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Photography in Archaeological Research

Edited by Elmer Harp, Jr.

Contemporary archaeology is increasingly reliant upon photography as a working tool and as a medium for communicating the results of field research. The chapters in this book provide detailed, practical advice and information on photography in the field—from the air, underwater, and in the lab.

1975. 404 pp., 112 illustrations, 22 tables, notes, reference, index, 6 x 9

Contributors: Bruce Bevan, Peter Dechert, Charles C. Di Peso, J. N. Hampton, Elmer Harp Jr., Otis Imboden Jr., Elizabeth K. Ralph, Jack N. Rinker, Donald M. Rosencrantz, Danger Sanger, Martin L. Scott, John Vickers, Julian H. Whittlesey, Richard S. Williams Jr.

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  1. The Objectives of Archaeological Photography
    Elmer Harp, Jr.
  2. Sensitive Materials, Photographic Equipment, and Permanence of the Photographic Record
    Martin L. Scott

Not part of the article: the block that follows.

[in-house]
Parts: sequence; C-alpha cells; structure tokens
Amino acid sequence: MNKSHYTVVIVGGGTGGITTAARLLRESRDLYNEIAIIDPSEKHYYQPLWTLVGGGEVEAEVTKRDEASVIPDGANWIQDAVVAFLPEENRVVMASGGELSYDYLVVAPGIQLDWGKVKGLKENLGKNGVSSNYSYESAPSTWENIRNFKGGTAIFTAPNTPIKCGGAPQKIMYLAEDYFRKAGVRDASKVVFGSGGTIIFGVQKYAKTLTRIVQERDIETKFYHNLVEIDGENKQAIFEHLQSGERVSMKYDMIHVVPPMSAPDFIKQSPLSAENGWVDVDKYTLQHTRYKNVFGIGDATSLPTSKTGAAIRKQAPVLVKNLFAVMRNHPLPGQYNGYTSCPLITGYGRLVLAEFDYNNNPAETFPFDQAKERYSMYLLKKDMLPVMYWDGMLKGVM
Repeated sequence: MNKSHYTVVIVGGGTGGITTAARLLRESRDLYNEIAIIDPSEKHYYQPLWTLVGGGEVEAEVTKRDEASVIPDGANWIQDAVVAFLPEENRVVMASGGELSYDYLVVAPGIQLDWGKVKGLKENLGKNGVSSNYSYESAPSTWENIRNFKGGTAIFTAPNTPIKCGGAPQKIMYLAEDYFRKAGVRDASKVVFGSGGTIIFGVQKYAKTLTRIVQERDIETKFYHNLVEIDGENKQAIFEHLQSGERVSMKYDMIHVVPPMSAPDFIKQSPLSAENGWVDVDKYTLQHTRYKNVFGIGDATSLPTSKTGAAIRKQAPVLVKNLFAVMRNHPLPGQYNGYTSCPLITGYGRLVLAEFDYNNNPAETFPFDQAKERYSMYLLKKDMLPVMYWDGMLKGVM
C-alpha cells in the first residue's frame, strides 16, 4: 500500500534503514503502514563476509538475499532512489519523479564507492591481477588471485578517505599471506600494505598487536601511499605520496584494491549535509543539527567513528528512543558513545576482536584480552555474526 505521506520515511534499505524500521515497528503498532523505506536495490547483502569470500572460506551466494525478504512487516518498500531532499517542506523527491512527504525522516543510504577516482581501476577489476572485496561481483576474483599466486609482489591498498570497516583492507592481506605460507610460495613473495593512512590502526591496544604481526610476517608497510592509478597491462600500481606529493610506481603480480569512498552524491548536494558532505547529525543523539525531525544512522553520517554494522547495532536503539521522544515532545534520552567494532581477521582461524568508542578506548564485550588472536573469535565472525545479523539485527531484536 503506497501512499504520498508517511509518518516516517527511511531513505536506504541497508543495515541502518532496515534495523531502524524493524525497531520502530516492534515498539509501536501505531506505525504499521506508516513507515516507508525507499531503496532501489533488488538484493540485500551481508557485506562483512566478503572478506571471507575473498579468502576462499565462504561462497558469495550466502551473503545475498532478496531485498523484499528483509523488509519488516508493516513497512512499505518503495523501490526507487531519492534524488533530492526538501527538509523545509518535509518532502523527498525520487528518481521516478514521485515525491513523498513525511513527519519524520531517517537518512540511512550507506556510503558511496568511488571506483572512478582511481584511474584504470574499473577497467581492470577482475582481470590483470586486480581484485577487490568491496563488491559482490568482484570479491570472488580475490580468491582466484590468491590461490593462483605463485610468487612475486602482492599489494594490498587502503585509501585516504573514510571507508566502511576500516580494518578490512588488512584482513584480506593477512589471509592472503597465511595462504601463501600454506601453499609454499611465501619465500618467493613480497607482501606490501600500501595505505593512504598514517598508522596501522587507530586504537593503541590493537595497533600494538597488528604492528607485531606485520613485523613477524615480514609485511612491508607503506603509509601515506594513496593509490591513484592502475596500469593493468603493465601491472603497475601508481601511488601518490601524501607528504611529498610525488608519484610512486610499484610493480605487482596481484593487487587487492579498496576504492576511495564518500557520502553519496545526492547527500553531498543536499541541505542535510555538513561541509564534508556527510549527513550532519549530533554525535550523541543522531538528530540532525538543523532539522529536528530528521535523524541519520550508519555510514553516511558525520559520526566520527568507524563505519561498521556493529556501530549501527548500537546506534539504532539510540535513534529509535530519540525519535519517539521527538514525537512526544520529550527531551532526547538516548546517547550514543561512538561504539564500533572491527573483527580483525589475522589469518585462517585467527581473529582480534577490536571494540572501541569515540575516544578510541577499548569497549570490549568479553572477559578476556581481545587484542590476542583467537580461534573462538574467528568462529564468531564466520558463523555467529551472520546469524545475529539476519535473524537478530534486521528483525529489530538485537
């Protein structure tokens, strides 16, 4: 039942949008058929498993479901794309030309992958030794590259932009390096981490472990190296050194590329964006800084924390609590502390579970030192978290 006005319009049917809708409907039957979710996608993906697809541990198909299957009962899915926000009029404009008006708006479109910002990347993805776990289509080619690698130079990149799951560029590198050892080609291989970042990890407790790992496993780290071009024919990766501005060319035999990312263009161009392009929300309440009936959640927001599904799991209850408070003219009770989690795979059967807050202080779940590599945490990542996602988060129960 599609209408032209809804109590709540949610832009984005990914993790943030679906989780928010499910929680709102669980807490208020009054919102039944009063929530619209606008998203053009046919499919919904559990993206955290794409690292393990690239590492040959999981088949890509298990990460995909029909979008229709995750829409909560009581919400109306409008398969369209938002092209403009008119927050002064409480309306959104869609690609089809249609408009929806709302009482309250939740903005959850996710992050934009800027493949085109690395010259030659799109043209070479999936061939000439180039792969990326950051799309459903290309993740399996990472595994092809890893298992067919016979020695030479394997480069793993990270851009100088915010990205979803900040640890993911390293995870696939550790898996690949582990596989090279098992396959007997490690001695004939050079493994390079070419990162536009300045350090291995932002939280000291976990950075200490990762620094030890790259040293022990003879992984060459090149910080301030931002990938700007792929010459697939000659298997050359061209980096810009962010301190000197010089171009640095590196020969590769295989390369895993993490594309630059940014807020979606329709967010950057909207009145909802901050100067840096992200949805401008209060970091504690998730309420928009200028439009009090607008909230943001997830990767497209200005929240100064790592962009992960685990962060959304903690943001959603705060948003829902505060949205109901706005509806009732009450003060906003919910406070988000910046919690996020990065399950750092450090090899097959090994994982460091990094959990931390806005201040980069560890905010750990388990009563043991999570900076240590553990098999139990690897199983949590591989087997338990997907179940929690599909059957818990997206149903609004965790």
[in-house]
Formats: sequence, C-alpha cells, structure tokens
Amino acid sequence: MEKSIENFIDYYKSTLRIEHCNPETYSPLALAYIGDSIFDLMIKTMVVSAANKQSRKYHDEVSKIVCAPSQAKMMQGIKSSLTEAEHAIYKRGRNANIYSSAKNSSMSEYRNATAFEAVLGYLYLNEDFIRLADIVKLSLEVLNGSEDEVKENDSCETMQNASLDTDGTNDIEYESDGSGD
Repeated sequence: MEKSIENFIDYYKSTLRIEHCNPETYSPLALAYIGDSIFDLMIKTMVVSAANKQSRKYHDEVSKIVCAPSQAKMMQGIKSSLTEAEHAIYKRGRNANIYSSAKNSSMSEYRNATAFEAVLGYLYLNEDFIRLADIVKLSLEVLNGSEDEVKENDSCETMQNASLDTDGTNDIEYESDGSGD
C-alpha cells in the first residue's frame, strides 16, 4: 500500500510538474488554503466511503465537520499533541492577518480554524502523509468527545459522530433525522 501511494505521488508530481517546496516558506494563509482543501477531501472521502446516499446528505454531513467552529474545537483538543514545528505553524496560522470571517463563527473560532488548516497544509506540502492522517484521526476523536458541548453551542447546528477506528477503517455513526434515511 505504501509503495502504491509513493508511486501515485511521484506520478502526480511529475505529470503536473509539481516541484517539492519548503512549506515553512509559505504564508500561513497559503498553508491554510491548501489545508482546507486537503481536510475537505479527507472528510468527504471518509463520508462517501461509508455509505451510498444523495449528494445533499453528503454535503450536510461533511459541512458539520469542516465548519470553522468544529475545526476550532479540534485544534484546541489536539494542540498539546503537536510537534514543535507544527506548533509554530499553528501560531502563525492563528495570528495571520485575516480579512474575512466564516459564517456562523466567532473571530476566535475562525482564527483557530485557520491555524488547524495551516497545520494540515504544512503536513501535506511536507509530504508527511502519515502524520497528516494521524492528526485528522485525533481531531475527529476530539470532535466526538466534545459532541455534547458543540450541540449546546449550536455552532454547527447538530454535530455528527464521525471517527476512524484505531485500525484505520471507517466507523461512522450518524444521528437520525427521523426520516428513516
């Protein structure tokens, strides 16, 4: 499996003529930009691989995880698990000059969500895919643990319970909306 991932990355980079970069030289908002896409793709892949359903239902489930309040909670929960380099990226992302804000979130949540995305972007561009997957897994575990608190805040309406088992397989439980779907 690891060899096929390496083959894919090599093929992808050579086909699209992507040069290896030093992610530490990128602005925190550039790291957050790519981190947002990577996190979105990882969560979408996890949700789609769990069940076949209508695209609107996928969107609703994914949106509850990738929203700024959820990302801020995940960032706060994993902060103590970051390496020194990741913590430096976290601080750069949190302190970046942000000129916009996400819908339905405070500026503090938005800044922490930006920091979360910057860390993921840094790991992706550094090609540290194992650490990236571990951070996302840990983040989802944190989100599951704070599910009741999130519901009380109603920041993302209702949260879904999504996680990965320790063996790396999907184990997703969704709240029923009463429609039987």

3. Photography in the Field
    Otis Imboden, Jr. and Jack N. Rinker
  4. Basic Considerations in the Use of Aerial Photography for Archaeological Research
    Elmer Harp, Jr.
  5. Environmental Analysis by Air Photo Interpretation
    Jack N. Rinker
  6. An Experiment in Multispectral Air Photography for Archaeological Research
    J. N. Hampton
  7. Problems of Site Photography
    Charles C. Di Peso
  8. Elevated and Airborne Photogrammetry and Stereo Photography
    Julian H. Whittlesey
  9. Underwater Photography and Photogrammetry
    Donald M. Rosencrantz
  10. Laboratory Photography
    David Sanger
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